The Caleb’s Crossing by Geraldine Brooks

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The Caleb’s crossing novel is a book that was written by Geraldine Brooks giving details of the history of America before the revolution. The book describes the values held by the American society at that time through the use of two main characters which are a young boy and a girl. These two start off as friends and end up becoming lovers. However, their relationship encounters numerous challenges with the greatest one being separation from each other. The young Puritan girl is portrayed to be deeply in love with a native boy, and they start a long term relationship which they vow to protect no matter what happens. The two lovers last for a period of years whereby the book narrates the chronicles and their struggles to retain their individual identities. The narrative also gives an explanation of Christian values held by the society at that time and relationship between sin, salvation, and rebirth (Brooks, 2012 p. 24). The book is generally divided into three segments that describe the situation of Bethia the Puritan girl as she carries on with her life. The novel wastes no time in presenting the effects the English have had upon the Wampanoag. The first agreement between them, allowing for English settlement on the island, brings to light some of the cultural differences and misunderstandings that would plague relations between the groups. My creative response to the narrative is that I support the author’s perception that disparity in religious practices and cultural practices between the puritans and the natives was the main cause of tension and disagreement in the society at that time. The contrast between cultural and religious practices is evident in many scenes throughout the book.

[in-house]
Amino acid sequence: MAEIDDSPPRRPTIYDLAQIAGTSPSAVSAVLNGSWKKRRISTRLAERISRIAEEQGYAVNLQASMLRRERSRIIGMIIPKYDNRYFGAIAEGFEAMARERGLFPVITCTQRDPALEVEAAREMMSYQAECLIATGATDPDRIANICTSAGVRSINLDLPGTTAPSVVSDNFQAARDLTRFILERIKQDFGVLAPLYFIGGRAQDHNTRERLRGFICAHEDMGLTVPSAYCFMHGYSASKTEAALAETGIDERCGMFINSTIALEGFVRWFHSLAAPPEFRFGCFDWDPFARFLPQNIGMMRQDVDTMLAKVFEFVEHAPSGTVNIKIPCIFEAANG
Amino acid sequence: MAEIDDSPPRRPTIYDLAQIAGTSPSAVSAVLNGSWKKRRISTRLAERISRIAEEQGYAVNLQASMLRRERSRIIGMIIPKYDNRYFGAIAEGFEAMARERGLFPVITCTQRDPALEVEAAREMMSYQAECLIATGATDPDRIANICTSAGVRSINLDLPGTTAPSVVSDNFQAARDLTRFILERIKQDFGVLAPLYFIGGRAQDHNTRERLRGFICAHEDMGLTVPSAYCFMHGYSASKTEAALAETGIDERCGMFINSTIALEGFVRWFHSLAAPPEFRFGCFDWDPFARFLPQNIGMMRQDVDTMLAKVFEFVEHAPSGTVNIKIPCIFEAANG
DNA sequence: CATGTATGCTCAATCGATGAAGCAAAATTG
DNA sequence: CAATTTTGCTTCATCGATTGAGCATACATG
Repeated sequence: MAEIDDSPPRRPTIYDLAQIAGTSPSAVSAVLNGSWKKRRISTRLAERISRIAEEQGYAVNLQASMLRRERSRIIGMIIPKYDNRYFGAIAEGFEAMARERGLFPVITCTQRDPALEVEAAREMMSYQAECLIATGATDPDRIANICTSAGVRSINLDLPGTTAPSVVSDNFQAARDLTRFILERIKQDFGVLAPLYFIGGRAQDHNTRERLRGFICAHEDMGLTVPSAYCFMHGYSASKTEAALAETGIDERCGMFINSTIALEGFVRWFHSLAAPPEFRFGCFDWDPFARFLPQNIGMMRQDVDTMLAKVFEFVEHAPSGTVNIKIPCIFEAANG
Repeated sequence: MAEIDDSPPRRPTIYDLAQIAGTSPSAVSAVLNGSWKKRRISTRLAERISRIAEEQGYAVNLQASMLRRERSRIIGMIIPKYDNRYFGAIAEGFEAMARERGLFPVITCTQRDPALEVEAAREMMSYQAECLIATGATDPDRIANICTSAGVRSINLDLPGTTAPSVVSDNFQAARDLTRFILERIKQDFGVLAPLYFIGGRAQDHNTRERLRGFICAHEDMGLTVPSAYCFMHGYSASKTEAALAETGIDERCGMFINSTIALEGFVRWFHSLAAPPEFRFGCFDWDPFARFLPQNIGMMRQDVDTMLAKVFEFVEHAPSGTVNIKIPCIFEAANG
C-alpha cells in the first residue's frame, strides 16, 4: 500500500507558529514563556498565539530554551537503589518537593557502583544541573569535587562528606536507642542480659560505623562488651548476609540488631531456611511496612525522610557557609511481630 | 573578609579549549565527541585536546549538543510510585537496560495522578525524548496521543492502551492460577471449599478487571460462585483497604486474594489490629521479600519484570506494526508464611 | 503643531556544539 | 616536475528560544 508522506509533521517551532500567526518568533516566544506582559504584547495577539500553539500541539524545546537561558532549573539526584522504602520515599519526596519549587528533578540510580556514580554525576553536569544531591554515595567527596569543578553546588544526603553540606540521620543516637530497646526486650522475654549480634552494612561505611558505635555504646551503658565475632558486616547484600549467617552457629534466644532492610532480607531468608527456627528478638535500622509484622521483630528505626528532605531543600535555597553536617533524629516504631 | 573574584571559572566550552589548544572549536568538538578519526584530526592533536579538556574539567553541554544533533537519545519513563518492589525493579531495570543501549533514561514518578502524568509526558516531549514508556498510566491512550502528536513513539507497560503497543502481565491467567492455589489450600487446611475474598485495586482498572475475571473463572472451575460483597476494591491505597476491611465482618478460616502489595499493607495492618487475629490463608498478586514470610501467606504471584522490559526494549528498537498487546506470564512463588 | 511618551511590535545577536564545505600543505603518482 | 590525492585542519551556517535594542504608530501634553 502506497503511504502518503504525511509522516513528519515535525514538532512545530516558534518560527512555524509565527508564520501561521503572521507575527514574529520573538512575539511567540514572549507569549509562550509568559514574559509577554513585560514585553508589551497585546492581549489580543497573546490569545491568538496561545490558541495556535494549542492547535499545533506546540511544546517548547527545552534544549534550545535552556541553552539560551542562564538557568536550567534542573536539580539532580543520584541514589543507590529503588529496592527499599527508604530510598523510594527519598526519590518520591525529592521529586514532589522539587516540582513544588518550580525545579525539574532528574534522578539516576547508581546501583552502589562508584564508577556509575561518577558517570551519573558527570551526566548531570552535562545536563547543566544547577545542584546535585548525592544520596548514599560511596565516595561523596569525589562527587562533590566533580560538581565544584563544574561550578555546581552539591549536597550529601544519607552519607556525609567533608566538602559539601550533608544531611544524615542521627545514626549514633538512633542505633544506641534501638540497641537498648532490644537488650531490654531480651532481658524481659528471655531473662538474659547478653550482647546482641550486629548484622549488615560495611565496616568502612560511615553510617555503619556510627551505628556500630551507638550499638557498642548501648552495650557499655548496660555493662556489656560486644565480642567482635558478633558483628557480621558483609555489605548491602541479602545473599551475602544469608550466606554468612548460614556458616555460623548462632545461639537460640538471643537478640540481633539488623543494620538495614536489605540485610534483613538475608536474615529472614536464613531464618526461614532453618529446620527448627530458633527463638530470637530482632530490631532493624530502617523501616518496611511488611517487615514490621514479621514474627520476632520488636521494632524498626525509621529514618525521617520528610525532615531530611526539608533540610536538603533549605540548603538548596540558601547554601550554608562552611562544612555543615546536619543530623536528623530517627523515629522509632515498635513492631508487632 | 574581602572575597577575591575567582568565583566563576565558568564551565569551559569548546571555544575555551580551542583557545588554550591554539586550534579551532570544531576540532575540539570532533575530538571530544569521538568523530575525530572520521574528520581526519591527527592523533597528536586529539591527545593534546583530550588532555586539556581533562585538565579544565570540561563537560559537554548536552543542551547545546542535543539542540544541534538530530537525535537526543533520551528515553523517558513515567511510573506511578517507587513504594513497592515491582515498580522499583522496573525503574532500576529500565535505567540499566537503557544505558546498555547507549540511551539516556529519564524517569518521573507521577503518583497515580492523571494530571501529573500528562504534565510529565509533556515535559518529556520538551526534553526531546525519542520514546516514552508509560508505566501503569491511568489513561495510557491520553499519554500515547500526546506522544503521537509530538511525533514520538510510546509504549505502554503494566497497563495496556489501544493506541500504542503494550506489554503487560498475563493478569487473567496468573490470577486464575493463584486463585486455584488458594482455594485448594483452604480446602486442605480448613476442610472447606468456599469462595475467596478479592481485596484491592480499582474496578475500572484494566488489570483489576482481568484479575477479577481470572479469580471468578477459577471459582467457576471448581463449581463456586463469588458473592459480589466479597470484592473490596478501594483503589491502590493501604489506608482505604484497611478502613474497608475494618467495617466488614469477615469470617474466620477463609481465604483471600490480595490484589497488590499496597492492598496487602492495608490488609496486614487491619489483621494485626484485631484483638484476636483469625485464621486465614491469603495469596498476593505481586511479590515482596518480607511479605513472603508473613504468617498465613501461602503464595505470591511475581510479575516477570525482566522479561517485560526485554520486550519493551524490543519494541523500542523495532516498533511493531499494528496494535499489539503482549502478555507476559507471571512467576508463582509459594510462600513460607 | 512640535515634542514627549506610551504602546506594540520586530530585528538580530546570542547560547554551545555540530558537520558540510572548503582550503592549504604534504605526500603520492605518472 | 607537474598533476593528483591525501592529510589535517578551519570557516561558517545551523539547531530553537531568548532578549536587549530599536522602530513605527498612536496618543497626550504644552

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The first part describes the meeting of Bethia and Caleb whereby they become good friends and Bethia request her parents to let the boy come to live with the family. However, the parents are reluctant to allow that as they believe that the kid has got no strong Christian background. The relationship between the natives and the Puritans is depicted to be filled with conflicts based on religious and cultural identities. Brooks has written the book to depict a world of emotion, struggle, and cultural conflict in which the people in the narrative are caught up between these differences that are based on culture.